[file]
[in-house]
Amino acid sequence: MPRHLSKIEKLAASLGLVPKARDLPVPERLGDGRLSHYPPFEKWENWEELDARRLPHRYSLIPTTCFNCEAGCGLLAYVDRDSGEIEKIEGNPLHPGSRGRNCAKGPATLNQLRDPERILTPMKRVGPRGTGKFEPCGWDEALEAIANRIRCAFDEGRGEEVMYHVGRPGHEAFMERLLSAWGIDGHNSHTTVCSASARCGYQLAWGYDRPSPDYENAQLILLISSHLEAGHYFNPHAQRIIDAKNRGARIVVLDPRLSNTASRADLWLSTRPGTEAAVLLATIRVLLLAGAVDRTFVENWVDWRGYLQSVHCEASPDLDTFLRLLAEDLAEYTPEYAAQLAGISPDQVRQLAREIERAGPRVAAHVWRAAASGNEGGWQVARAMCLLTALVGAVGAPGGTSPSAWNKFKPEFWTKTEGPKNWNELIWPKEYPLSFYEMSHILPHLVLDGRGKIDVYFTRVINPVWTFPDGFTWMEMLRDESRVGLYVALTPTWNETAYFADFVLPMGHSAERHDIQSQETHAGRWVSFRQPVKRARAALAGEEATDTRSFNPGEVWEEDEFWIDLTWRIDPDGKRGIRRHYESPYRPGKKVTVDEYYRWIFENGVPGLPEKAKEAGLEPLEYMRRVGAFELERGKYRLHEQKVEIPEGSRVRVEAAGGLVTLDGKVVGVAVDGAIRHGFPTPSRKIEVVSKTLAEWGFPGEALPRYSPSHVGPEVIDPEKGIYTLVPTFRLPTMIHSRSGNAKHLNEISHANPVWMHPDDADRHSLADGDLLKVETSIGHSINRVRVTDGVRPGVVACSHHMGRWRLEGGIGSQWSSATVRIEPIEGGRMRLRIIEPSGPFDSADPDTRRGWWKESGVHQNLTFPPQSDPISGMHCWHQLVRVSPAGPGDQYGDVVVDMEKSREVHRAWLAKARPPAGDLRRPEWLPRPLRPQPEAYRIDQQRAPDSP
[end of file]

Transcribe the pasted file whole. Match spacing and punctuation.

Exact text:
[in-house]
Amino acid sequence: MPRHLSKIEKLAASLGLVPKARDLPVPERLGDGRLSHYPPFEKWENWEELDARRLPHRYSLIPTTCFNCEAGCGLLAYVDRDSGEIEKIEGNPLHPGSRGRNCAKGPATLNQLRDPERILTPMKRVGPRGTGKFEPCGWDEALEAIANRIRCAFDEGRGEEVMYHVGRPGHEAFMERLLSAWGIDGHNSHTTVCSASARCGYQLAWGYDRPSPDYENAQLILLISSHLEAGHYFNPHAQRIIDAKNRGARIVVLDPRLSNTASRADLWLSTRPGTEAAVLLATIRVLLLAGAVDRTFVENWVDWRGYLQSVHCEASPDLDTFLRLLAEDLAEYTPEYAAQLAGISPDQVRQLAREIERAGPRVAAHVWRAAASGNEGGWQVARAMCLLTALVGAVGAPGGTSPSAWNKFKPEFWTKTEGPKNWNELIWPKEYPLSFYEMSHILPHLVLDGRGKIDVYFTRVINPVWTFPDGFTWMEMLRDESRVGLYVALTPTWNETAYFADFVLPMGHSAERHDIQSQETHAGRWVSFRQPVKRARAALAGEEATDTRSFNPGEVWEEDEFWIDLTWRIDPDGKRGIRRHYESPYRPGKKVTVDEYYRWIFENGVPGLPEKAKEAGLEPLEYMRRVGAFELERGKYRLHEQKVEIPEGSRVRVEAAGGLVTLDGKVVGVAVDGAIRHGFPTPSRKIEVVSKTLAEWGFPGEALPRYSPSHVGPEVIDPEKGIYTLVPTFRLPTMIHSRSGNAKHLNEISHANPVWMHPDDADRHSLADGDLLKVETSIGHSINRVRVTDGVRPGVVACSHHMGRWRLEGGIGSQWSSATVRIEPIEGGRMRLRIIEPSGPFDSADPDTRRGWWKESGVHQNLTFPPQSDPISGMHCWHQLVRVSPAGPGDQYGDVVVDMEKSREVHRAWLAKARPPAGDLRRPEWLPRPLRPQPEAYRIDQQRAPDSP